I know this is a little off topic, but it irks me that you use Thomas the Tank Engine in the way you do. Yes, the marketing engine that Thomas the Tank Engine has become is a mockery of its former self. But Thomas the Tank Engine originated in the Railway Series by Reverend Awdry (and in fact, Thomas was not even in the first book – he came along later). I had a hardcover collection of the original stories that I used to read to my oldest son when he was very young and it is a fine example of quality children’s literature – unlike the cartoon caricature that the new Thomas and Friends – influenced by TV, movies, and toys — now represents. We read every story in the collection until the binding started to disintegrate and the cover hung by a thread and it is nothing like the cartoon drivel that they spit out today.

I understand the point you are trying to make but it seems to me in using Thomas to make it, you are discarding valuable literature by forgetting its origins and assuming what it is now is all it ever was. Like assuming Winnie the Pooh has never been anything but a Disney trademark. Better to use Spongebob or Dora or any Nickelodeon commodity to make the point you are trying to make.

#2 Comment By Greg M. On February 26, 2013 @ 4:08 pm

The most intelligent comment about getting kids to read came from the Washington Post Book World, circa the late 90s. It said the best way for kids to discover books is to have parents who read. If mom and dad are watching the boob tube, ads or promotions for books will be about as effecting as chasing the horizon. However, if the parents read regularly, then the kids will want to discover wants on the page. Finding this book or that will just happen. No marketing required.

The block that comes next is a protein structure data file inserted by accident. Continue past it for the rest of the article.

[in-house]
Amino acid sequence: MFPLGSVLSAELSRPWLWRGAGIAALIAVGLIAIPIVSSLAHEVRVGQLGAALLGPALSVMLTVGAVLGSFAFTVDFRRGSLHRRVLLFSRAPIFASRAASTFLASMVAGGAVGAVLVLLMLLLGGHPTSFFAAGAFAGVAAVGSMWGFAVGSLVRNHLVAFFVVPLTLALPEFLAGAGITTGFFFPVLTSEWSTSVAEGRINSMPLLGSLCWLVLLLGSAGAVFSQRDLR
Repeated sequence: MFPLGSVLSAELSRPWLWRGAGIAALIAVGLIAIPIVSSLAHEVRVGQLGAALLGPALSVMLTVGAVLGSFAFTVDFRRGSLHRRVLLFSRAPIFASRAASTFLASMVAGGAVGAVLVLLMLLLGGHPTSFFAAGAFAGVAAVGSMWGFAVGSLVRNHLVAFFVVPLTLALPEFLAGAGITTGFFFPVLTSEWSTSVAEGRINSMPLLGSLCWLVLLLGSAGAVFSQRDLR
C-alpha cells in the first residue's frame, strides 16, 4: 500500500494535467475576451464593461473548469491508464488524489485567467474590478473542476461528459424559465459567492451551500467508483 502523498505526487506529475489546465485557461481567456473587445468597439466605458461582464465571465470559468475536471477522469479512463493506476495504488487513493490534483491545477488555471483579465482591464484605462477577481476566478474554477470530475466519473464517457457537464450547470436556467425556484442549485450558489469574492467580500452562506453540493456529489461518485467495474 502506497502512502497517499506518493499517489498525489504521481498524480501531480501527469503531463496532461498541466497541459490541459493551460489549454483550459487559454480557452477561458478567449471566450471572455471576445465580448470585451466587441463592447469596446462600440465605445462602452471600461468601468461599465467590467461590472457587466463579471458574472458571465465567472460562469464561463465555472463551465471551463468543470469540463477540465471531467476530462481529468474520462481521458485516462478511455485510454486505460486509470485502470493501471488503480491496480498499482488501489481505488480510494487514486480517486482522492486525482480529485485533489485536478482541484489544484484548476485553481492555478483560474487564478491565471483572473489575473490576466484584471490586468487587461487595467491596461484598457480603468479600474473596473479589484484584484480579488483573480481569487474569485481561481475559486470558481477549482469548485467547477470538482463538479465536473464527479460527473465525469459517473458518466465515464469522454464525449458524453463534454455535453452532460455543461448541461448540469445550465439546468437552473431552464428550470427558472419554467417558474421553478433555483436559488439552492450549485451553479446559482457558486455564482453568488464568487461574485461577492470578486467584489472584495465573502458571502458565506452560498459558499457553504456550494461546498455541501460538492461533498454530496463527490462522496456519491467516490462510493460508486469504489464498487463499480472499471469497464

#3 Comment By Frank Lowney On February 26, 2013 @ 6:25 pm

Of course your focus here is on pre-school reading but, once kids are going to school, one should expect to get recommendations from their child’s teacher and the school librarian. Indeed, most K-6 teacher preparation programs have a required course called “Children’s Literature” (kiddie lit for short). It would be interesting to read about what courses in kiddie lit are saying to future K-6 teachers these days. Anyone know?

#4 Comment By Susan On February 26, 2013 @ 7:15 pm

My nieces and nephew get suggestions from their teachers, and we talk about it. I take them to them bookstore when I can because they enjoy reading.

One thing my elementary school did (and still does because that’s where my niece and nephew attend) is have a book fair and sell books to the kids through a flyer. There are probably 30 or so books in these sell sheets and the kids pick out the books they want. So, in this case, there is a definitely a tie-in from a retailer to get books in the hands of children.

#5 Comment By Judy B On February 26, 2013 @ 7:41 pm

I have a couple of comments to add to this posting. Yes, I work in children’s publishing.
1) Publishing margins are miniscule and children’s publishing margins are even more miniscule. There is no money to advertise on books, in videos and the like because most children’s publishers just don’t have the dough – unless they are Disney and the like. Let’s be honest – Disney’s not in the publishing business, it’s in the taking over childhood business any way it can across multiple platforms where it can cross-collateralize (is that even a word? not sure.) all its assets. Not its books, not its content, all its assets. A very different thing.
2) A simple way of discovering books is to go to a children’s bookstore. There, you will find not only the comforting classics of your childhood (which too many people rely on, frankly), but can also be shown by someone who reads and who pays attention to what’s going on with kid’s books, what is new and what they might like.
3) the same can be done with the children’s librarian in your local library or with a teacher-librarian in a school. If your sister in law lives in Canada, as you do, Joanna, she lives in a country with a thriving library culture. Toronto’s library system is near the top of the world in so many ways, but so are others in the country.
4) Special promotions – publishers try those all the time, sometimes bookstores take advantage, sometimes not.

#6 Comment By Toni Montserrat On February 28, 2013 @ 3:14 am

Dear Joana, if you have a chance to do it, we invite to visit wwww.boolino.com